For most of us, as we age, our visual health tends to decline. Age-related macular-degeneration (AMD) is an example of visual decline that causes permanent, severe vision loss for individuals over the age of 60. It happens as a result of a wear down of the macula which is a central portion of the retina. There are two types of AMD, dry form AMD where people have yellow deposits known as drusen in the macula which in small quantities may not change your vision but as they increase in size, they could distort your sight. The second type is wet form AMD where blood vessels grow from underneath your macula and they lead blood into your retina causing vision distortion.
Symptoms of Age-Related Macular Degeneration
In the initial stages of the disease, you may not have any noticeable symptoms, however it could get worse and even affect both eyes. Symptoms include:
- Worsening or less clear vision.
- Blurry and dark areas in your vision’s center.
- Different color perception.
Causes of Age-Related Macular Degeneration
Common in adults over the age of 60, AMD has been found to be the leading cause of severe vision loss within for older adults. Linked to genes, there are considerably higher chances of getting it if someone in your family has the disease. Other causes include:
- High Blood Pressure.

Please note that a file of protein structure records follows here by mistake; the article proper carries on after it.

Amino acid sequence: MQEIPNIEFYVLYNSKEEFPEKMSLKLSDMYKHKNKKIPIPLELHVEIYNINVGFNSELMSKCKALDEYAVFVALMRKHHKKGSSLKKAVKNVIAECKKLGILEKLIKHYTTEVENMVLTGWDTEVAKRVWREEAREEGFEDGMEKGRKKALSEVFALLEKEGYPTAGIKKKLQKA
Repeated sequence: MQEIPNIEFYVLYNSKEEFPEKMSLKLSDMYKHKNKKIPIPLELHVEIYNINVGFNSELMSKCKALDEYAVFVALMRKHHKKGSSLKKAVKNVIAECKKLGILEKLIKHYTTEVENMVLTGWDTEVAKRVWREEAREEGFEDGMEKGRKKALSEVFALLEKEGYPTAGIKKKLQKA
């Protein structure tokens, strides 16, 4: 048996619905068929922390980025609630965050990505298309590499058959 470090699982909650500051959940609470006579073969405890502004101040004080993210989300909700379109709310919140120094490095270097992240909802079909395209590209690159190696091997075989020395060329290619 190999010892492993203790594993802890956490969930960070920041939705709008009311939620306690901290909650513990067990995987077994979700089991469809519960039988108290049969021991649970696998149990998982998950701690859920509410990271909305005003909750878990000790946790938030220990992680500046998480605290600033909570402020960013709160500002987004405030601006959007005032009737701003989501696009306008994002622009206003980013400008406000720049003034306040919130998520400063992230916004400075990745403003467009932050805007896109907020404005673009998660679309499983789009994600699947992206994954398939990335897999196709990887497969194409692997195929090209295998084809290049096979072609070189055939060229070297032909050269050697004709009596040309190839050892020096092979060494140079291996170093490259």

- High Cholesterol Levels.
- Over-consumption of Saturated Fats.
- Light Eye Color.
Treating Age-Related Macular Degeneration
AMD has no cure, however, there is treatment that slows it down to prevent extreme visual loss. Some treatment options include:
- Laser Therapy- Using high energy laser light to destroy abnormal blood vessels that are growing in the eye.
- Low Vision Aids- Devices with specialized lenses or electronic systems that will create larger images of things that are nearby.
- Anti-angiogenesis drugs- These prevent the creation of blood vessels in the eye that causes wet macular degeneration.
- Photodynamic laser therapy- Uses a light-sensitive drug that is injected into the bloodstream, is absorbed by the growing blood vessels and laser light is pointed on to the eye to trigger the medication that will damage these blood vessels.
To observe the Age-Related Macular Degeneration and Low Vision Awareness Month, visit your optician or physician for an eye checkup to prevent severe eye damage.